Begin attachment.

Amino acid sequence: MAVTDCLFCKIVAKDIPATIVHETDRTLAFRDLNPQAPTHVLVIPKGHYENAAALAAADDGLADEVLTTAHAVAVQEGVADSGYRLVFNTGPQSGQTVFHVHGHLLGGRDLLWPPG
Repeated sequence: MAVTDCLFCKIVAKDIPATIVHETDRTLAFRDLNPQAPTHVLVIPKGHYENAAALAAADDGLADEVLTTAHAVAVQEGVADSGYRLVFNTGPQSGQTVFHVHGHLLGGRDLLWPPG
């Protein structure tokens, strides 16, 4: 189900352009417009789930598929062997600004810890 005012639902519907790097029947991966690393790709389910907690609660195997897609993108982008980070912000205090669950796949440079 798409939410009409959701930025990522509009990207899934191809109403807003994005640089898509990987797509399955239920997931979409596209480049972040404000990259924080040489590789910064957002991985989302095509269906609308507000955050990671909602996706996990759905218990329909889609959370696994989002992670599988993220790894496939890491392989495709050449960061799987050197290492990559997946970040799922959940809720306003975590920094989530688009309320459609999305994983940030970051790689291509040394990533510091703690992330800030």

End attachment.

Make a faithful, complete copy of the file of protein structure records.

Amino acid sequence: MAVTDCLFCKIVAKDIPATIVHETDRTLAFRDLNPQAPTHVLVIPKGHYENAAALAAADDGLADEVLTTAHAVAVQEGVADSGYRLVFNTGPQSGQTVFHVHGHLLGGRDLLWPPG
Repeated sequence: MAVTDCLFCKIVAKDIPATIVHETDRTLAFRDLNPQAPTHVLVIPKGHYENAAALAAADDGLADEVLTTAHAVAVQEGVADSGYRLVFNTGPQSGQTVFHVHGHLLGGRDLLWPPG
């Protein structure tokens, strides 16, 4: 189900352009417009789930598929062997600004810890 005012639902519907790097029947991966690393790709389910907690609660195997897609993108982008980070912000205090669950796949440079 798409939410009409959701930025990522509009990207899934191809109403807003994005640089898509990987797509399955239920997931979409596209480049972040404000990259924080040489590789910064957002991985989302095509269906609308507000955050990671909602996706996990759905218990329909889609959370696994989002992670599988993220790894496939890491392989495709050449960061799987050197290492990559997946970040799922959940809720306003975590920094989530688009309320459609999305994983940030970051790689291509040394990533510091703690992330800030």